Do you go to yoga class as a way to spiritualize the information, in order to cope with things and then do nothing else?
Do you go to yoga class, practice a tonglen or lovingkindness meditation, and then hope for the best?
Because that's spiritual bypass, my friends. And I KNOW, as tempting as it is to fall into that trap, you CAN do better.
Here's the thing... I don't teach yoga and meditation so people (a majority of who are white folks) can spiritually bypass. I teach yoga and meditation so you can (hopefully) ground yourself, find self-compassion, embody the ethics of yamas and niyamas, and find the strength to get out and do the things that need to be done.
At this very moment in history, I pray that my yoga and meditation offerings can inspire people to find the strength in themselves to go and speak out against racism and hatred. Especially if you are white, you should know that your voice and actions are extremely important in the fight for social justice/against white supremacy. Because as nice as spiritual practices are, they won't get rid of racism alone.
So please, find a way around spiritual bypass. Face the truth. Allow the news of Charlottesville and racism to bother the f*ck out of you. Take a yoga/meditation class to ground yourself and be reminded of your own true nature. And then let it guide you to go out and DO something.
On overcoming spiritual bypassing
Listen, I'm not perfect. I, too, struggle to do my part and not burn out. On some days, I am tempted to turn off the news and namaste it all away. But I'd like to share some ways I commit to stay engaged and show up, from a yoga perspective.
Introducing my NEW virtual workshop, Inner Peace, Outer Chaos: Showing Up When Times are Tough AF. Get it 50% off by using the code LOVINGKINDNESS. I've been wanting to be more vocal about my stance on social justice and combining it with yoga and other healing arts. I used to think... Who am I to want to offer this kind of workshop? Who am I to want to speak about these issues? But I know deep inside this is the right step for me to take. I sincerely hope you join me.
I wanted to take some time this week to simply reflect on the first half of 2017 and share with you what I've learned...
Self-compassion is a necessary skill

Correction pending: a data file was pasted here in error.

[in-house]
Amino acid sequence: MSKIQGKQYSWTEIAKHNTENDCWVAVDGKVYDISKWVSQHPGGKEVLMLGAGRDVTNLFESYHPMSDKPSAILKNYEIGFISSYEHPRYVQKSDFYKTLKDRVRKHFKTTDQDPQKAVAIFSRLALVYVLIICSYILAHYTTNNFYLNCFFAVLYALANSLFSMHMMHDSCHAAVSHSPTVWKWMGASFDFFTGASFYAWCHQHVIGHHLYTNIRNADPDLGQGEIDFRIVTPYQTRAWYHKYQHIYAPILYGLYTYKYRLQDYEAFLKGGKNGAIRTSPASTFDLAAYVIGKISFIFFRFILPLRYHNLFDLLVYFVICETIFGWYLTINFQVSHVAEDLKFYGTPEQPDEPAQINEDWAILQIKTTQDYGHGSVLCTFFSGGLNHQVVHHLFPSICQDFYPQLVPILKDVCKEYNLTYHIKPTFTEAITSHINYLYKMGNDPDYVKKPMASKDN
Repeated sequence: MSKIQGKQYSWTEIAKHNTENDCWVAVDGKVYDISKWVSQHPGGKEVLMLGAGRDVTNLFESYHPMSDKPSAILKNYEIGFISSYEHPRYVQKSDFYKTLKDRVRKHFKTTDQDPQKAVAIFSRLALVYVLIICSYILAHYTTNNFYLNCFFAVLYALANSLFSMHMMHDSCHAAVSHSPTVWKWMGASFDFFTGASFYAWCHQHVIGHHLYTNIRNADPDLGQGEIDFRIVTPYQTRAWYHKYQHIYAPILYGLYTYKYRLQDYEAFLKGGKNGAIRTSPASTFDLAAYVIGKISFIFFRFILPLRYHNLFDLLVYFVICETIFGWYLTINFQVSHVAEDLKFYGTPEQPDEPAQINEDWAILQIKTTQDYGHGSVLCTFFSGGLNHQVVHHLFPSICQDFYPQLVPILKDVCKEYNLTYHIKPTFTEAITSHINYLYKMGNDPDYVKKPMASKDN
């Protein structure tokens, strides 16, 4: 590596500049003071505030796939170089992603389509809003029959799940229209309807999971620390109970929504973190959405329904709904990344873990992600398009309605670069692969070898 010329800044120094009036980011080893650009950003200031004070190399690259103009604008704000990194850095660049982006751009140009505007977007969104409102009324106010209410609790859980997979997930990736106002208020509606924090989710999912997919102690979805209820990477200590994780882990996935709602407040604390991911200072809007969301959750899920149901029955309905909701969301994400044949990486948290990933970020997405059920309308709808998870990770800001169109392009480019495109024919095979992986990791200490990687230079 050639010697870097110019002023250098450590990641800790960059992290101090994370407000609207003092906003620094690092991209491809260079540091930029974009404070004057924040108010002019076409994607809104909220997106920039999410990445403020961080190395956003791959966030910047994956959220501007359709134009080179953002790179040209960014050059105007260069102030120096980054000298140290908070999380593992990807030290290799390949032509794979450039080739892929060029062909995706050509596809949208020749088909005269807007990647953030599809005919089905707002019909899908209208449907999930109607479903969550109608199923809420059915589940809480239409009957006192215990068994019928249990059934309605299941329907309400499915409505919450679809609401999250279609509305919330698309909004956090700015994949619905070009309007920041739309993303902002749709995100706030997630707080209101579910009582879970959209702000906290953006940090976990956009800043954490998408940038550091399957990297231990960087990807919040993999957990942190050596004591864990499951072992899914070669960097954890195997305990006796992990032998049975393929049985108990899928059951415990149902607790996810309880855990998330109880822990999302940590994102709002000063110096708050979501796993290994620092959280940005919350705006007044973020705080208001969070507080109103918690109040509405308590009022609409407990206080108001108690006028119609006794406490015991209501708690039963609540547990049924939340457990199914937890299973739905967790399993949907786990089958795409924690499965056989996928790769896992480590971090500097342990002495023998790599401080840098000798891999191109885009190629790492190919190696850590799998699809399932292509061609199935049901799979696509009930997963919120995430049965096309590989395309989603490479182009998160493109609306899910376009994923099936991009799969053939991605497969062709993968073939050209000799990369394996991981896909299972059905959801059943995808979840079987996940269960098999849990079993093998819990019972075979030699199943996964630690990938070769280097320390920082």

I think after I finish out my 20s, I'd like to write a self-help book for young women. I have a theory -- and I'm using myself as an experiment here, that self-compassion is the key to getting through these years.
Self-compassion is being kind to yourself. Self-compassion is not letting the inner critic roam. Self-compassion is saying, I messed up and yet I am still worthy. Self-compassion is what I wish I learned about in my teens. But it's better late than never.
2017 has forced me to be self-compassionate in order to survive the ups and downs of this year. I live in a time that is both extremely exciting, and frankly scary. So learning how to be nice to myself when things don't go as I planned, has helped me stay grounded. I do it by practicing lovingkindness meditation, and by simply approaching life with the knowledge that I am inherently worthy.
Connection is as easy is improv
I'm a former theatre kid. Maybe because of this, I have found a relationship between real life interactions and the art of improvisation. After all, everyone's just winging it, no?
The rules of improv are simple. It's to abide by "yes, and..." Meaning, you say "yes" to whatever situation you're in, then you add onto that scene.
"Yes... this is the moment I'm in, and I am going to do this..."
Besides meditation, I'd say improv taught me how to stay in the moment. I've realized that connecting with people is as easy as saying yes to the situation we're in, and then being courageous. In every day life, I add myself to the "scene" by expressing my truth. (If this sounds dramatic, sorry not sorry! I'm a Leo like that!)
I think that's the heart of connection -- embracing the moment and being truthful (satya).
People are people
In January, I got a gig to teach middle school students five days a week. It was a little daunting, but I figured it out: They were people! More recently, I've been hired at two yoga studios in the local area. I was truly nervous about delivering to yoga studio goers, but I figured it out again: They were people!
People are people means simply that at the core, everyone wants the same things. Everyone wants to be heard and validated. Everyone wants to feel love and happiness. I've learned to stop stressing about whether people like me or my class, I've learned to let them come and do them.
It doesn't matter if you're 12 or 62, in my yoga class you will practice moving with invitational language. You will practice listening to your intuition. You will practice lovingkindness meditation and self-compassion. You will practice being as you are. And, you will be guided by someone who is also practicing the same things.
It's been such a big year for me, and I hope to learn more wonderful lessons. This weekend I'm going to Portland to do a training with LoveYourBrain. I can't wait!